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    ABSTRACT: Satellite cells (SCs) are skeletal muscle progenitor cells located between the basal lamina and the sarcolemma of muscle fibers. They are responsible for muscle growth and repair. In humans, aging results in the depletion of the SC population and in its proliferative activity, but not in its function. It has not yet been determined whether under conditions of massive muscle fiber death in vivo, the regenerative potential of SCs is totally or partially compromised in old muscle. No studies have yet tested whether advanced age is a factor that restrains the response of SCs to muscle denervation in humans; this is also due to difficulties in the isolation and in the culture of SCs from a small human surgery fragment. The aim of this study was to study in depth muscle regeneration analysing the SC ability of SCs to proliferate and differentiate in aging human patients. In order to study in more detail the molecular mechanism, the proliferative and differentiative ability of aging SCs, we isolated SCs from aging human muscle biopsies and analysed their morphology by transmission electron microscopy and immunocytochemical analysis (antibodies against desmin, N-CAM and M-cadherin) and their capacity to grow and to expand in vitro. Moreover, in order to evaluate gene expression of myogenic regulatory factors Myf5, MyoD and myogenin (Myf4), RT-PCR was performed. SCs isolated from aging human muscle biopsies and plated into favorable proliferation and differentiation conditions were able to proceed through the myogenic program and actively form myotubes, although taking longer than the young control sample. The RT-PCR analysis together with the ultrastructural SC features showed that the myogenic potential seemed to be compromised during the aging human muscle proliferation in vitro.
    Neurological Research 02/2010; 32(1):63-72. DOI:10.1179/174313209X385725 · 1.44 Impact Factor

  • Neuromuscular Disorders 09/2009; 19(8):566-567. DOI:10.1016/j.nmd.2009.06.076 · 2.64 Impact Factor

  • Neuromuscular Disorders 09/2009; 19(8):652-652. DOI:10.1016/j.nmd.2009.06.335 · 2.64 Impact Factor
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    ABSTRACT: A 66-year-old woman was referred with left hearing loss. A probable diagnosis of left secretory otitis media with effusion was formulated. A left myringotomy was performed to remove hyperplastic hard tissue from the tympanic cavity. A high resolution CT scan of the temporal bone disclosed a soft-tissue mass completely involving the mastoid and tympanic cavity, surrounding the ossicular chain which appeared spared with no signs of infiltration. The histopathologic, immunohistochemical and ultrastructural response was secretory meningioma, a rare variant of conventional meningothelial meningioma in atypical sites.
    Neuropathology 03/2008; 28(1):69-73. DOI:10.1111/j.1440-1789.2007.00821.x · 1.65 Impact Factor

  • Neuromuscular Disorders 10/2007; 17(9):872-872. DOI:10.1016/j.nmd.2007.06.369 · 2.64 Impact Factor

  • Neuromuscular Disorders 10/2007; 17(9):771-771. DOI:10.1016/j.nmd.2007.06.039 · 2.64 Impact Factor
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    ABSTRACT: Electron microscopy has a strategic position in the diagnosis of neuromuscular disorders. In muscular fibers the main abnormalities includes vacuoles, vesicles, inclusion bodies, sarcoplasmic reticulum modifications and mitochondrial alterations. The differential diagnosis includes polymyositis, inclusion body myositis, some sarcolemmal and non-sarcolemmal dystrophies, lysosomal storage diseases. Degenerative alterations of mitochondria, causing swelling and cristae fragmentation, may be considered also as a precocious feature of drug-induced muscle damage guiding molecular genetic analysis. The ultrastructural approach seems to improve the diagnostic accuracy in muscle disorders, making possible the identification of changes and structures related to new hypothesized pathogenetic mechanisms. Muscle biopsy is an essential component of the investigation of patient with neuromuscular disorder, and is the deciding factor for diagnosis in most instances. Electron microscopy, EM, has a strategic position improving the diagnostic accuracy of numerous muscular diseases, some not revealed by light microscopy [16, 22]. Moreover, it gives insight into pathophysiologic mechanisms and can guide molecular genetic analysis. Muscle disorders can be divided into three groups [22]. The first concerns diseases of the interstitial tissue: inflammatory disorders as well as abnormal deposits such amyloidosis. For the first group, histological and immunohistochemical techniques are more effective than EM. The second group refers to diseases associated with defects of protein components of sarcolemma, extracellular matrix and nuclear membrane: with these diseases EM can be considered a valuable tool confirming diagnosis suggested by immunohistochemical and molecular analysis [16, 22]. Finally, ultrastructural study provides the best results for sarcoplasmic abnormalities including vacuoles, inclusion bodies, and some changes not revealed by light microscopy [16, 22]. Materials and Methods To define the relationship between molecular mechanisms and submicroscopic alterations we examined at ultrastructural level 45 muscle biopsies: 4 inclusion body myositis, IBM, 1 polymyositis, 2 dermatomyositis, DM, 2 HIV-related myopathy; 6 LGMD1C, 10 LGMD2B, 10 LGMD2I previously diagnosed by IHC, WB and DNA molecular assay; 4 acid maltase deficiency, AMD, 1 Danon disease, 1 ceroid lipofuscinosis, CL, and 4 drug-induced myopathy. Immunocytochemical analysis was performed by immunogold technique in LGMD1C as previously described [33]. Briefly, the specimens were fixed in 2.5% glutaraldehyde in cacodylate buffer 0.1M, post-fixed in 1% osmium tetroxide in the same buffer, dehydrated in ethanol and embedded in Araldite. Thin sections, stained with uranyl acetate and lead citrate were observed under a transmission electron microscope Philips 410.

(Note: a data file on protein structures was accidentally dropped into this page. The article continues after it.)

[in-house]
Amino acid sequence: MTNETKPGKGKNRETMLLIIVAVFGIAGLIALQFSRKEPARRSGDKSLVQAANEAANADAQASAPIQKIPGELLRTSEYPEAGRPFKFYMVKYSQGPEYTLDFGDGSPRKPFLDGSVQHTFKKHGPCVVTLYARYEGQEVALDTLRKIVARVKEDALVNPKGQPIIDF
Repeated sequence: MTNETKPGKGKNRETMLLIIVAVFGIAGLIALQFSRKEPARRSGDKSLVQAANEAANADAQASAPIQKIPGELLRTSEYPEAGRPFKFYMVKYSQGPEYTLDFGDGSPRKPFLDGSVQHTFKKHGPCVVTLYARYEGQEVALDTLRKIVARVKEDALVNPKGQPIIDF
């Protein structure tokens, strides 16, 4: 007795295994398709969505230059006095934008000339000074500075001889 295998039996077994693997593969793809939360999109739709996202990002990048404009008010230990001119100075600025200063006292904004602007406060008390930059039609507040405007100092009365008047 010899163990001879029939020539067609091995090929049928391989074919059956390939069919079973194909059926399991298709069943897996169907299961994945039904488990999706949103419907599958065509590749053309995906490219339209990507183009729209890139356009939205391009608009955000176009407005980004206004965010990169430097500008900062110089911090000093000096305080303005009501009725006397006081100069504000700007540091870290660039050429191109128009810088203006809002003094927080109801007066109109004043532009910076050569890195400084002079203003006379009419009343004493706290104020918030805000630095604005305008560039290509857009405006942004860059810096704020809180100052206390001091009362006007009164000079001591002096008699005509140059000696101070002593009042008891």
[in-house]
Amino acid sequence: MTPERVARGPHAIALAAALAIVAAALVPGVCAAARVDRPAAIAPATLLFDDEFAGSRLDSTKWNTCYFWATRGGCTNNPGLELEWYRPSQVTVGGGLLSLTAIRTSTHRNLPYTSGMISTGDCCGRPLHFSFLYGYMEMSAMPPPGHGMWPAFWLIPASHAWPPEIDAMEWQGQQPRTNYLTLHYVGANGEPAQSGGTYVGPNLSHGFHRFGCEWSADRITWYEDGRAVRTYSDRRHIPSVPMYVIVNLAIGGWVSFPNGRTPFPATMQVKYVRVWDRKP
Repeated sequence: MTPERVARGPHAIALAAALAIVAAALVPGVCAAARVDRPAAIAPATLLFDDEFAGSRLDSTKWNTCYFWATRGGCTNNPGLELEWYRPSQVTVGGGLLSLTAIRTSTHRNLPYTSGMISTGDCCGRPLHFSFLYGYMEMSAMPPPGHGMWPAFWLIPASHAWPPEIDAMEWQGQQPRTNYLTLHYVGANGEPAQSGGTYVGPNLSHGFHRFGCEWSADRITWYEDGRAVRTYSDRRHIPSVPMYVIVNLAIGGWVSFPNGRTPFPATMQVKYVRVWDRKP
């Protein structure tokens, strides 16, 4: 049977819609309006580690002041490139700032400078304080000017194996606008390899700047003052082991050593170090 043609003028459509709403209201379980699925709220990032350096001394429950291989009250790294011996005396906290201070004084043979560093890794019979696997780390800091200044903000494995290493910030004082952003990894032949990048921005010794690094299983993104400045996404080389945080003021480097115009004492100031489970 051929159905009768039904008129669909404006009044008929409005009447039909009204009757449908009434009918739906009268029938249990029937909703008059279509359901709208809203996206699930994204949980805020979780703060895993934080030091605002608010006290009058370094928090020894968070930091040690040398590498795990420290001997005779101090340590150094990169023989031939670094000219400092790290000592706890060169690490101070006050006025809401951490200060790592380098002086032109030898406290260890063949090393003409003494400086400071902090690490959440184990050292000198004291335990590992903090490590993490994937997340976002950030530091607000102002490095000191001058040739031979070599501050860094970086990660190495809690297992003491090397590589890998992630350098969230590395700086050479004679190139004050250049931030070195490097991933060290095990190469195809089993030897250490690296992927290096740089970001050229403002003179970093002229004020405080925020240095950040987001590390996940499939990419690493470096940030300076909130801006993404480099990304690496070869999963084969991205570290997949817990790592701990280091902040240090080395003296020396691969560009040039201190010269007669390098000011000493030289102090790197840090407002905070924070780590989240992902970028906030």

Basic and applied myology: BAM 01/2007; 17:167-171.

Publication Stats

59 Citations
20.76 Total Impact Points


  • 2007-2011
    • University of Bologna
      • • Department of Experimental, Diagnostic and Specialty Medicine DIMES
      • • Department of Biological, Geological and Environmental Sciences BiGeA
      Bolonia, Emilia-Romagna, Italy